Selective universities like Oxford must follow through on promises to widen access for disadvantaged students, the regulator has warned as figures showed record number of students at Cambridge are from state schools.
Last year, Oxford recruited 15 times as many students from the most represented student groups - those who come from areas with high university attendance - compared to the least represented. Cambridge recruited 14 times as many advantaged students.
The OfS will be monitoring their progress against targets in access and participation plans, which set out how institutions will tackle gaps between disadvantaged students and their peers. It will use its powers to intervene if there is insufficient progress.
It comes as the University of Cambridge revealed that more than two thirds (68 per cent) of new starters at the institution this autumn were educated in the state sector – a record proportion.
The amount of privately-educated students taking up places has fallen and now around one in four new undergraduates are from under-represented and disadvantaged backgrounds.
Cambridge, along with other leading institutions such as the University of Oxford, has come under increasing pressure in recent years to diversify the student population.
In its access plan, Cambridge has pledged to admit a third of its intake from the most under-represented and disadvantaged groups by 2035. It also wants UK state-educated pupils to make up 69.1 per cent of its intake by 2024-25.
But Chris Millward, director for fair access and participation at the OfS, said some universities still had a “very long way to go” to improve representation, adding there is still “deep inequality”.
Of the initial group of 41 universities who have now published their access and participation plans, 31 will be subject to “enhanced monitoring” by the regulator.
This will include additional reporting requirements on commitments made in the plans, specific actions to address areas of weakness, requirements to change plans, or further interventions.
Mr Millward said: “We will be monitoring closely and will be ready to step in if we don’t see universities making progress. Given the starting point for Oxford and Cambridge was 14 to 15 times as many students from the most elite, advantaged groups, they are inevitably going to be high on our list in relation to access.”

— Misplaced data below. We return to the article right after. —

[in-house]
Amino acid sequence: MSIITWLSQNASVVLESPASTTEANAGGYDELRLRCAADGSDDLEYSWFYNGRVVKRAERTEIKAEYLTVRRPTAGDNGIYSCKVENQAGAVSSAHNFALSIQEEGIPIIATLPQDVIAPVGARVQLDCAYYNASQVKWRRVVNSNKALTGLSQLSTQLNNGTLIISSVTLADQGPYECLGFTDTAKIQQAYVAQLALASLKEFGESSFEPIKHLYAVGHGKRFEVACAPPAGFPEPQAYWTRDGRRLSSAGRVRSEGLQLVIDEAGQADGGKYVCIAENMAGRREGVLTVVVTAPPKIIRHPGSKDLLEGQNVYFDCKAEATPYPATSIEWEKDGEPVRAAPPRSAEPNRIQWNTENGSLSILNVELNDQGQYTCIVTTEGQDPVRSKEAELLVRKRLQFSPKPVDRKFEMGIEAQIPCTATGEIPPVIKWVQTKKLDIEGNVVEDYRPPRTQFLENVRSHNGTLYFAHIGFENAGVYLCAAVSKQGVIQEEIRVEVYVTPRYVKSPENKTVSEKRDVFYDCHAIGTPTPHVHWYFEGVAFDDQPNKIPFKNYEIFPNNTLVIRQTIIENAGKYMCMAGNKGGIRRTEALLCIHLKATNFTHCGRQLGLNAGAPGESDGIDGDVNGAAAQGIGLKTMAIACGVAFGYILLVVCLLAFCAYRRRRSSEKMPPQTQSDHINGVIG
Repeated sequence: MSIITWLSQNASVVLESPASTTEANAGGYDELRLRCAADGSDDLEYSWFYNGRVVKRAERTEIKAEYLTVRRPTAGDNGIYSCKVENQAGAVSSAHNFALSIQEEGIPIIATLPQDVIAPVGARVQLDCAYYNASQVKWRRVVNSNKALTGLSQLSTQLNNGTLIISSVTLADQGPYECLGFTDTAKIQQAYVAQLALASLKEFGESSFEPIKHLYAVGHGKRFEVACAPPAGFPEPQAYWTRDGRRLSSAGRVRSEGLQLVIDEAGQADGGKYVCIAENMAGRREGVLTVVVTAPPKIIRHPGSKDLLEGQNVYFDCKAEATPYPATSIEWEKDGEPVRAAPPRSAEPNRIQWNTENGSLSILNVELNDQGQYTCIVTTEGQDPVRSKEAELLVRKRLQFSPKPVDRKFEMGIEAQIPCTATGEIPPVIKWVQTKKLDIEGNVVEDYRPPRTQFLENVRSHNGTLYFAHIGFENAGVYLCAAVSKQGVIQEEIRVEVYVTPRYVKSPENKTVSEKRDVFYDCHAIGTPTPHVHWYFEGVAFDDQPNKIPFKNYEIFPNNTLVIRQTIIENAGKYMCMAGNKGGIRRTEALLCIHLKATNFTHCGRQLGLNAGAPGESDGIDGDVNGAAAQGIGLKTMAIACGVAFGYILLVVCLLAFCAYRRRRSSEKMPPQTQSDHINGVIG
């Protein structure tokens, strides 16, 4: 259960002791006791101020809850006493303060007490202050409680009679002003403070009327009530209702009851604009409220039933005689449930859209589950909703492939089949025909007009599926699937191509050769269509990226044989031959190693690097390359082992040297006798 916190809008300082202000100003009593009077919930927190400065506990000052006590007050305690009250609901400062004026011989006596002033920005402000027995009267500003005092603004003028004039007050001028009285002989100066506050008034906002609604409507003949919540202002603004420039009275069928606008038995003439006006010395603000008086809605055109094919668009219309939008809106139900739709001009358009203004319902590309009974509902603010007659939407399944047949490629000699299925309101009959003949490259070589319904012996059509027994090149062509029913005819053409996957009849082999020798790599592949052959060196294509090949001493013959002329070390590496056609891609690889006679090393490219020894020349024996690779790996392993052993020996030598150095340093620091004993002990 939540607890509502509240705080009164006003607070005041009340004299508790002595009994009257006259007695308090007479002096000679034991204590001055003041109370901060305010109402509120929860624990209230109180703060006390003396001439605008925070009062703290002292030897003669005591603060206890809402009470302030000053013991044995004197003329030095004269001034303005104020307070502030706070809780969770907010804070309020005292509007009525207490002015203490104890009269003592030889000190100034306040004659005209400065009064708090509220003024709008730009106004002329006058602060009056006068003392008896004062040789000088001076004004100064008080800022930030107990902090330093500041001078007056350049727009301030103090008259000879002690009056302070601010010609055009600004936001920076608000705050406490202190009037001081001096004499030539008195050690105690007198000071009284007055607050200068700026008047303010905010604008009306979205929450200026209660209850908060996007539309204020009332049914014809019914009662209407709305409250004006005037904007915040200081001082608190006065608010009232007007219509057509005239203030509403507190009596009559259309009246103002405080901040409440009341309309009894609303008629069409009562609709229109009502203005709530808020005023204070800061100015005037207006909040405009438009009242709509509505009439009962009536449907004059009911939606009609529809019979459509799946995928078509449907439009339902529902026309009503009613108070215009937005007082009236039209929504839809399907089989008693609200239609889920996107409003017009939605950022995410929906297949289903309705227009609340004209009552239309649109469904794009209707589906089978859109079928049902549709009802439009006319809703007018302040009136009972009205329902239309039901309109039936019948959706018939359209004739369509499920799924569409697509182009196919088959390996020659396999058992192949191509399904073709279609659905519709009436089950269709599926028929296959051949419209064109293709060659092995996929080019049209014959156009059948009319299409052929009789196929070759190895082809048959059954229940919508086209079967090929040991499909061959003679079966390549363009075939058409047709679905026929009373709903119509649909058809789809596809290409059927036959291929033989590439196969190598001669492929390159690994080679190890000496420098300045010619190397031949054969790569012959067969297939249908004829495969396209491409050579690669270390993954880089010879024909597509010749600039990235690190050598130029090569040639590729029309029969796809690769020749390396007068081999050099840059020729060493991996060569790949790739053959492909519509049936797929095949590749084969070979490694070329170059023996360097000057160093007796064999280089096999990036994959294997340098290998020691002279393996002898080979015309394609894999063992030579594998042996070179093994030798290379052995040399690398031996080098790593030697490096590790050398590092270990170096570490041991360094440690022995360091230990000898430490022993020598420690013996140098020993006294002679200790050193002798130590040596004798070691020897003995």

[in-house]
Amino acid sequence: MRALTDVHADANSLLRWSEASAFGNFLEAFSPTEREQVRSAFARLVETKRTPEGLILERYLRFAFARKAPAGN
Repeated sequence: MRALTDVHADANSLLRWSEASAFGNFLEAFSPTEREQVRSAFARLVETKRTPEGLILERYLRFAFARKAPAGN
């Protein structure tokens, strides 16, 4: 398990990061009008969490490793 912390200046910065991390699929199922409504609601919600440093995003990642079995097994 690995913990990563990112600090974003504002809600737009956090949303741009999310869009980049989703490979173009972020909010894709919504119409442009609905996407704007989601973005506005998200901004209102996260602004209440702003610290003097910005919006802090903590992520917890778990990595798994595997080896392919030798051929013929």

Data from the OfS shows that young students from disadvantaged areas are more likely to drop out, less likely to gain a first or 2.1, or find employment compared to their more advantaged peers.
In 2017-18 there was a difference of 23 per cent between the proportion of white and black students achieving a first or 2.1, figures show.
Mr Millward added: “This is not just about meeting short term targets, but the first steps in a generational shift towards a fairer higher education system and a fairer society. We are still a long way from equality of opportunity in our universities, and gaps remain particularly wide at the most selective universities.
“We expect universities and colleges to address these issues at all parts of the student life cycle – including admissions, attainment and successful progression beyond higher education. We will be scrutinising the progress universities make and will intervene where progress is not sufficient.”
On the 31 universities receiving enhanced monitoring, Dr Luke Heselwood, from Reform think tank, said it was “deeply concerning” that so many top universities have been put on “special measures”.
He added: “The OfS is right to require that elite universities produce and publish access plans, but these figures show a disconnect between ambition and reality. Universities cannot argue that this is a money issue. Reform research found that access spending reached £745m in 2016-17. It is essential that this money is well spent.”
Education Secretary Gavin Williamson said: “The doors to our universities need be as wide open as possible, so that anyone with talent and potential has the chance to benefit from our world-leading institutions and become best version of themselves they can be. These access and participation plans will play a vital part in making this happen, but now we need to see that action take place – and quickly. As a society we cannot let this wasted potential go unchecked a minute longer.
He added: “I am clear to universities that this is not just about widening access but also helping to tackle drop-out rates and improving attainment and progression from higher education. I will be watching carefully to see how these plans are now delivered and I will support the OfS in any action it takes if universities are not delivering against their commitments.”
Join our commenting forum
Join thought-provoking conversations, follow other Independent readers and see their replies